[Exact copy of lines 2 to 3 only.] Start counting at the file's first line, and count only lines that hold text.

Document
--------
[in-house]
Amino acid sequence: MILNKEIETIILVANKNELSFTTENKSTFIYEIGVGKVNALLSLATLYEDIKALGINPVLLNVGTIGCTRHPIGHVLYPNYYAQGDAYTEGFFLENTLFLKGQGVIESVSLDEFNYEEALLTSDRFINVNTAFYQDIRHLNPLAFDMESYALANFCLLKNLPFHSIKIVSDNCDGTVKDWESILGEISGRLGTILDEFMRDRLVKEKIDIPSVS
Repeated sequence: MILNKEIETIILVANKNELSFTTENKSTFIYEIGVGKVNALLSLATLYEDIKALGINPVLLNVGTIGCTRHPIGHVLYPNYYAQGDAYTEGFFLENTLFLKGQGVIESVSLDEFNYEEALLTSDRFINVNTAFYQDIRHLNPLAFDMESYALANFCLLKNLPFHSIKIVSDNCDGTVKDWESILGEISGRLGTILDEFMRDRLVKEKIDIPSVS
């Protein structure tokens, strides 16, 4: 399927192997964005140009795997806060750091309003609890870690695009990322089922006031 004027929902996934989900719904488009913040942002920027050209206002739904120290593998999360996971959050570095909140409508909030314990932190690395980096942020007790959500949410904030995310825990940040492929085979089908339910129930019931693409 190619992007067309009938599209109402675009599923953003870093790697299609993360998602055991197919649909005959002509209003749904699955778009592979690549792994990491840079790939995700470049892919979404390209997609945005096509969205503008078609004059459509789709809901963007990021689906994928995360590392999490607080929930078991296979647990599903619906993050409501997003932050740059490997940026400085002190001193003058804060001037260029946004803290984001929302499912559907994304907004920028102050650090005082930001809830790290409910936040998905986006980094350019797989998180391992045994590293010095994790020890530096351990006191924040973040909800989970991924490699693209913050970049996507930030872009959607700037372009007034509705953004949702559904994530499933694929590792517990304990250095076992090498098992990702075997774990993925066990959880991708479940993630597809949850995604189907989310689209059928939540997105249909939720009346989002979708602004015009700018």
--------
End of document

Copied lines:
Amino acid sequence: MILNKEIETIILVANKNELSFTTENKSTFIYEIGVGKVNALLSLATLYEDIKALGINPVLLNVGTIGCTRHPIGHVLYPNYYAQGDAYTEGFFLENTLFLKGQGVIESVSLDEFNYEEALLTSDRFINVNTAFYQDIRHLNPLAFDMESYALANFCLLKNLPFHSIKIVSDNCDGTVKDWESILGEISGRLGTILDEFMRDRLVKEKIDIPSVS
Repeated sequence: MILNKEIETIILVANKNELSFTTENKSTFIYEIGVGKVNALLSLATLYEDIKALGINPVLLNVGTIGCTRHPIGHVLYPNYYAQGDAYTEGFFLENTLFLKGQGVIESVSLDEFNYEEALLTSDRFINVNTAFYQDIRHLNPLAFDMESYALANFCLLKNLPFHSIKIVSDNCDGTVKDWESILGEISGRLGTILDEFMRDRLVKEKIDIPSVS